To touch my Mother’s face,

to watch my sister move,

to drop a toy from my bed and have it returned,

to smell my Daddy’s scent.

 to hear laughter

was beyond tears

and

laughter.

I was stunned, astounded and in ecstasy

that bordered/tettered on overwhelming  fear.

My appetite to explore was enormous-

even though I was nailed in one position-

belly up or belly down

and

frozen in a plaster cast that

splayed my legs like a frog

and

was built up above my rib cage

with an opening for elimination.

The kaliedoscope and rush of all was a torrent, a tsunami, a hurricane.

I knew stillness and silence.

My Mother wrote a memoir of my early years in the hospital

( nine months to 10 years old)

two years before she died-

unexpectedly and suddenly.

She wrote:

“Of my children,

Catherine had a sense of  awe, delight,  intense wonder and amazement of all.

She was an artist.”

CATHERINE_6months_Mom_bedside_originalframe_WP

O

My life began in the environs and culture of hospitals,

 places where the human theater

 and universal realities of life and death

 are played out moment to moment,

 and

 where time and space is suspended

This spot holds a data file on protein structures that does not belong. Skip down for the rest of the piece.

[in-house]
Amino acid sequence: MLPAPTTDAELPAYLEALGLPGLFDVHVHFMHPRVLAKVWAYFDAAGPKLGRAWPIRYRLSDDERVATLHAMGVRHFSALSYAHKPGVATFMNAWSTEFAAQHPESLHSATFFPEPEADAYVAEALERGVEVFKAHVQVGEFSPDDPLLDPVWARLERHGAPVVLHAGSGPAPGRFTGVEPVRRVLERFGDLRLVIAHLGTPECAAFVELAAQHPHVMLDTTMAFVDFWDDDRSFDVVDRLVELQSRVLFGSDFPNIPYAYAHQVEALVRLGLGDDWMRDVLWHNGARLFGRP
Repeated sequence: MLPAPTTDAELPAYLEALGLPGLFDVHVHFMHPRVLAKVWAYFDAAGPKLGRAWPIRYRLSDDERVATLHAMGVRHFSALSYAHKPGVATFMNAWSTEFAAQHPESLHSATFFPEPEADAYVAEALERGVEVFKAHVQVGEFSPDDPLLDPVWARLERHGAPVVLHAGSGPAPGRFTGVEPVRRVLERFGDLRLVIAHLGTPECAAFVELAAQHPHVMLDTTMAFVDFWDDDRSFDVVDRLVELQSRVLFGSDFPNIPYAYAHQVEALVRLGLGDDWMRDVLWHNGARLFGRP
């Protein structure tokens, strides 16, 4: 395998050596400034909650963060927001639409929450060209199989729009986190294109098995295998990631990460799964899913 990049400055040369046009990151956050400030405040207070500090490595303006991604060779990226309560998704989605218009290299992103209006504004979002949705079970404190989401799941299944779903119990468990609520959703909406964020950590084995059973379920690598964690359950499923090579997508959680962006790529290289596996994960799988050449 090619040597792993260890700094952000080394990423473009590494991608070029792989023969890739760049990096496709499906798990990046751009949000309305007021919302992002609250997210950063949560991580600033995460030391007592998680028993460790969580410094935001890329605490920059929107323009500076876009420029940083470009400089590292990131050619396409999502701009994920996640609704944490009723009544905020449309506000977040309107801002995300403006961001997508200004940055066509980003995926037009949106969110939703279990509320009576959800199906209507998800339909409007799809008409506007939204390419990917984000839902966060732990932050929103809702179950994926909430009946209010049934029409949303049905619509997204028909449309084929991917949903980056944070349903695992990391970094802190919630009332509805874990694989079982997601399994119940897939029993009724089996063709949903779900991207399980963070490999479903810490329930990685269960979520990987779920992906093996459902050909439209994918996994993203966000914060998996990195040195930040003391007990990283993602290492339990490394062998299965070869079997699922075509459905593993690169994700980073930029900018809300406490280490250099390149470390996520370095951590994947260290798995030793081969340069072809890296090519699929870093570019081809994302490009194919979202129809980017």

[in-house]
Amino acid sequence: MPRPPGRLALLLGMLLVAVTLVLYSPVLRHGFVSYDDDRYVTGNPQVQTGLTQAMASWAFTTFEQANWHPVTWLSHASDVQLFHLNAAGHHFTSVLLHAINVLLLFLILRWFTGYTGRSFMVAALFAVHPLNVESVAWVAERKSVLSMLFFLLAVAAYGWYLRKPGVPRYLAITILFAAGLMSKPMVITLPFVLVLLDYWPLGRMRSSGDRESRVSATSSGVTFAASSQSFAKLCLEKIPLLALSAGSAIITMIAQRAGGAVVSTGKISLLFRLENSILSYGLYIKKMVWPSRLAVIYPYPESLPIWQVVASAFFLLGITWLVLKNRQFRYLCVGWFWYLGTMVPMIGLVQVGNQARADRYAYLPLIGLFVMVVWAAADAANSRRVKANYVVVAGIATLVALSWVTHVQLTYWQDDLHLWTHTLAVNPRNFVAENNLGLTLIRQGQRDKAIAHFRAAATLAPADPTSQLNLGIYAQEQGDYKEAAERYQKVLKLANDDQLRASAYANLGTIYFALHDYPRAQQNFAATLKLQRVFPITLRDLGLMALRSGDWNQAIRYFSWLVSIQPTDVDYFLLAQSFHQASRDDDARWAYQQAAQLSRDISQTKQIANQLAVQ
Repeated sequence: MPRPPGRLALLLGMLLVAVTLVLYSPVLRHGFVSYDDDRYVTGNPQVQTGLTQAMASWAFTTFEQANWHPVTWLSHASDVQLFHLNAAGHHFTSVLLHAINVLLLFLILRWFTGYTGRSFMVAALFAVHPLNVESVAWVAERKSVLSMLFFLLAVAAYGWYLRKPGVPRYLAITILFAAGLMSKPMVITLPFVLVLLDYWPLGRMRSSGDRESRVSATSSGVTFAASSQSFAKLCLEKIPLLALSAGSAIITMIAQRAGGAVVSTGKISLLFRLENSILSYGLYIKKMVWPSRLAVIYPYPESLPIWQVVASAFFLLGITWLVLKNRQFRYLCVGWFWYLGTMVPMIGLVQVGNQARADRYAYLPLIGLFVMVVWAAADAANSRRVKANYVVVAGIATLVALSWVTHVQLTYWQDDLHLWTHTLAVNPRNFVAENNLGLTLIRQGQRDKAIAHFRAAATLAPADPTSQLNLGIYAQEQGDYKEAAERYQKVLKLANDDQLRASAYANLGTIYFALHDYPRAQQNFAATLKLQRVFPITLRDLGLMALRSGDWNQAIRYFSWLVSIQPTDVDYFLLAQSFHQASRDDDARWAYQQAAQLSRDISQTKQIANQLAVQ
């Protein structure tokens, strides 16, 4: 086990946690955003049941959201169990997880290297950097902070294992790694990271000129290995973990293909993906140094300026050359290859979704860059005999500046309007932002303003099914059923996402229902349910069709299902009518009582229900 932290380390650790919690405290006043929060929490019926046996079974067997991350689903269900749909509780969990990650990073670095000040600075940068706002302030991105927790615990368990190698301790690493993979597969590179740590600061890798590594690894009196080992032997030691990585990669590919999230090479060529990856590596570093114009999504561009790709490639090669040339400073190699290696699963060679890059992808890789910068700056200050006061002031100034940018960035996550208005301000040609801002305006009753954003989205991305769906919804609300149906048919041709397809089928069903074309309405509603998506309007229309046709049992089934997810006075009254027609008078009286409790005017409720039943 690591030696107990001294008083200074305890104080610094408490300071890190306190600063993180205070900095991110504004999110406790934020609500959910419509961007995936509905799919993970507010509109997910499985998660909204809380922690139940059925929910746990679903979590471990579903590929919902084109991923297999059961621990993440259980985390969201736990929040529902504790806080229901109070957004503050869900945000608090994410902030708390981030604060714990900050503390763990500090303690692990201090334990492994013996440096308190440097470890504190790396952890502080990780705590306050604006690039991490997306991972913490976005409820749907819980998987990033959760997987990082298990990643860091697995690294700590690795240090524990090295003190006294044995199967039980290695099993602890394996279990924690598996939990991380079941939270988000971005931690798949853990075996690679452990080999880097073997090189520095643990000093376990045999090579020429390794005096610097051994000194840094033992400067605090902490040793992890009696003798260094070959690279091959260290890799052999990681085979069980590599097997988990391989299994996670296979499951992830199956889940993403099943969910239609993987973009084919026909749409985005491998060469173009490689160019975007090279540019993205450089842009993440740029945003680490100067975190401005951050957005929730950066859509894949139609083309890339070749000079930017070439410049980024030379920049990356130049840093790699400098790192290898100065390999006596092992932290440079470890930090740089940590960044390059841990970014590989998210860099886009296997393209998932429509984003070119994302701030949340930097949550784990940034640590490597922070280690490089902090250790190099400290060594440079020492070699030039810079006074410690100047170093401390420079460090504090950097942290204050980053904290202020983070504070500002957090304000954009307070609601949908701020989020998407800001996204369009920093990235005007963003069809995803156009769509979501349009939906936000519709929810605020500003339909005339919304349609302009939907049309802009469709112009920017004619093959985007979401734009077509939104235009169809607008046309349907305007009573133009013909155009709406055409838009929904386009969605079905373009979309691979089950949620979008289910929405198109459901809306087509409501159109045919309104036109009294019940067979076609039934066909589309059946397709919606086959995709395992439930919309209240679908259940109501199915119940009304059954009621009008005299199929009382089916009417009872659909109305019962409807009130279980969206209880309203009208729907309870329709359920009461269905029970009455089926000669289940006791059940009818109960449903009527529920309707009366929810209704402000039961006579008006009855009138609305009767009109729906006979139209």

and

are redefined as

waiting,

compassion

 and

 meditative.

 I have tasted the first inhalation

 – the breath of new life;

 caressed the full sweeping breath of love and joy;

 impaled by the heavy, choking breath of grief;

and

 touched the final exhalation

  the final breath of life.

My art bears the viewer

   to the transcendent moment of an epiphany.

The moment when one’s heart is

 Suddenly

 set open and rapt,

 when all the senses are heralded

and

keen,

and then,

in the theatre of the heart,

       a  frozen curtain

slowly and gradually rises

and, at once,

 all the world is seen in gleaming

 pure light,

 simple and innocent clarity,

 and

 all becomes whole.

  A forever eternal moment

is

imprinted

as an inextinguishable

fire.

 O

My work is awake to

 the invisible,

the visceral,

the very intimate,

  the shared breath

of

  universal humanity,

 – the very life

of

life.

 O

My art is a spiritual, a gospel song.

A litany of freedom

of the soul

 and

 the spirit

of/to/for

ALL.

I taught myself how to ride a bike

with one leg,

I learned how to swim,

to canoe, to kayak,

 to cross-country ski.

I was left behind on the family vacations of skiing, etc..

This repeated choice broke my heart and I knew they could not SEE me.

I knew the vase of my body could not

 contain  the splendor of my imagination,

my need to

break open

and

fly.

O

After 39 reconstructive surgeries

and a total hip replacement surgery-

where I had to lay at 80%,

I went to the YMCA

and swam my laps

as I had the morning of the surgery!

I had to learn how to walk upright for the first time.

The Fitness Director observed my discipline,

 my scars, my gait and my progress,

my  teaching/communication skills,

and

recruited me to become a

water fitness instructor.

Twelve years ago.

ARTIST

+

FITNESS INSTRUCTOR

+

ATHLETE

+

RECIPIENT OF PRESTIGIOUS

INTERNATIONAL AND NATIONAL

+

ARTIST FELLOWSHIPS

+

COMMUNITY ORGANIZER

+

PHYSICALLY DIFFERENTLY-ABLED

=

NO BOXES/NO LABELS

AND

AS DUKE ELLINGTON SAID:

“BEYOND CATEGORY”.

PERIOD!

O